The problem with the Java language is that it's stagnating. Java was cutting-edge 15 years ago but is now starting to show its age. What's more, silly compromises were made in order to gain mindshare among C++ programs, like leaving out closures (which James Gosling said he wanted to include in the Java language). It's clumsy and overly verbose at times, especially the Generics syntax. Primitives were also another silly compromise, necessitating the awkwardness of boxing and unboxing, which Java 5 didn't completely fix. Meanwhile, languages like C# are evolving at a much faster clip because they don't have the same legacy baggage that the Java language does. In order not to fall behind in the future when competing programming languages become really advanced, Java will need a new language.

@felipe I agree, I don't feel any strong feeling about replacing Java *in general*. I'm living happy with Java ;-) and, for what I can see, with Swing too. JavaFX is to me very good for mobile and for some kind of fancy, user-oriented applets. For all the rest, Swing / SwingX / NetBeans Platform are ok. Still, there are some ideas in JavaFX that could be useful in Java (such as its functional binding). I'm not asking to change Java, I'm one of those who advocate keeping it as is, with only minor changes; those ideas could be implemented in a library to make things easier. This is the way I'm going.

Java options for the presentation layer aren't much competitive at all.. so, if JavaFX can bring us a chance to compete it is a great thing, a very welcome and most wanted feature from the Java portfolio. From the other side, the backend technology provided by Java is already wonderful and higly competitive.. So, why force JavaFX to do something we don't need ? bring us a powerful presentation technology, do what JSF failed to do and we will adopt it :)

only good for GUIs I mean :) I need to replace my fingers or my keyboard anyway :)

Question: why we need to replace Java ? and why people waste so much energy looking for the next language ? :) JavaFX is today only good for guys.. and I can't imagine how many years it will take to see JavaFX candidate to replace anything available today, including java.. but let's see....

The Java language is dying ? Wrong !! Add closures and properties/binding and that 's enough for the vast majority of us. I wish I had time to look closely at scala... JavaFX Script need a few more years, just to get nice libraries like we have in Swing (eg: a powerful windowing toolkit). And it's was never meant to replace Java. Just look at the concurrency update. It doesn't come close to Doug Lea's. It's not its goal. Are the new components written in JavaFX Script ? Olivier Allouch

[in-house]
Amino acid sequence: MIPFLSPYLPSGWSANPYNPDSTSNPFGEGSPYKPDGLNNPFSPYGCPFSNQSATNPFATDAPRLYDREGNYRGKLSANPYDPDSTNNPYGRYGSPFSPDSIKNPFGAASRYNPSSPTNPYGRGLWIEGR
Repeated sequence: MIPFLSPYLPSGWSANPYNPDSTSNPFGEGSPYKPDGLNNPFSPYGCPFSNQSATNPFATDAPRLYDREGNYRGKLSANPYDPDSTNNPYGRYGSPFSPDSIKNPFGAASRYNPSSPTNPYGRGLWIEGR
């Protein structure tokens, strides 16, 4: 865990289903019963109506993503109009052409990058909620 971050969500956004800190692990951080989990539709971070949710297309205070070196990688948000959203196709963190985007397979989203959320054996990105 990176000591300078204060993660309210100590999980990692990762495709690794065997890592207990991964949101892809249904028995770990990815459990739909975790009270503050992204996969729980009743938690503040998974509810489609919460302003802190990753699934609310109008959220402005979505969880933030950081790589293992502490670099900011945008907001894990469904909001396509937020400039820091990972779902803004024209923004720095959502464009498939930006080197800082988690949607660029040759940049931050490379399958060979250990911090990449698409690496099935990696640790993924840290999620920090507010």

Interestingly, one of the key issues with Java FX Script as a langauge is the name - surely its just a 'scripting' language. Not that I can claim my favouite, the Fan language, , has a better name, but it is another Java NG language that feels much more Java developer friendly than Scala.

Yes, but I'd rather say that the problem is that in JavaFX you get a fixed implementation of the thing that does periodic work, and you can't fully customize it. But in th end, yes, these are DSL stuff, so IMO the discussion should be that JavaFX is a DSL for UIs, eventually some of its constructs could be inspirational for another language.

@fabriziogiudici: Hmmm... I'd rather have those at/tween keywords removed from the language. With JavaFX Script's object initialization syntax and Duration type, declaration of keyframes would be 99% as clean and easy without these keywords (which are definitely DSL). The problem with more general usage of tween / interpolators is that these features assume some runtime that works continuously, setting up and consuming timers and/or doing periodic work (like JavaFX's animation engine). You don't want even an indirect dependency of that, if you're writing server-side stuff.

"well there is a couple of syntax sugar like at() and the tween operator, just don't use that;" Yes, but I don't like the idea that a language has got specific features for a different domain than yours, and that you just don't use... recalls me of fat classes. Indeed, one could say that interpolators (with a different implementation, not EDT bound, but same syntax) could be used on servers too. Just imagine a server component that generates signals to drive a device. Thinking of more software oriented servers, I bet that game engines could use an interpolator to update the model of an object in a virtual world, etc...

@fabriziogiudici: Yep, binding is a very interesting area of investigation now. Perhaps this discussion is more mature in the Beans Binding effort that you are involved in; obvious use cases include binding entities (in "detached" mode) to GUI components. The major limitation of JavaFX's binding, for a really general-purpose use, is being a static construct, we could use some APIs to dynamically bind and unbind things... but that's relatively small peanuts compared to the functionality already in place.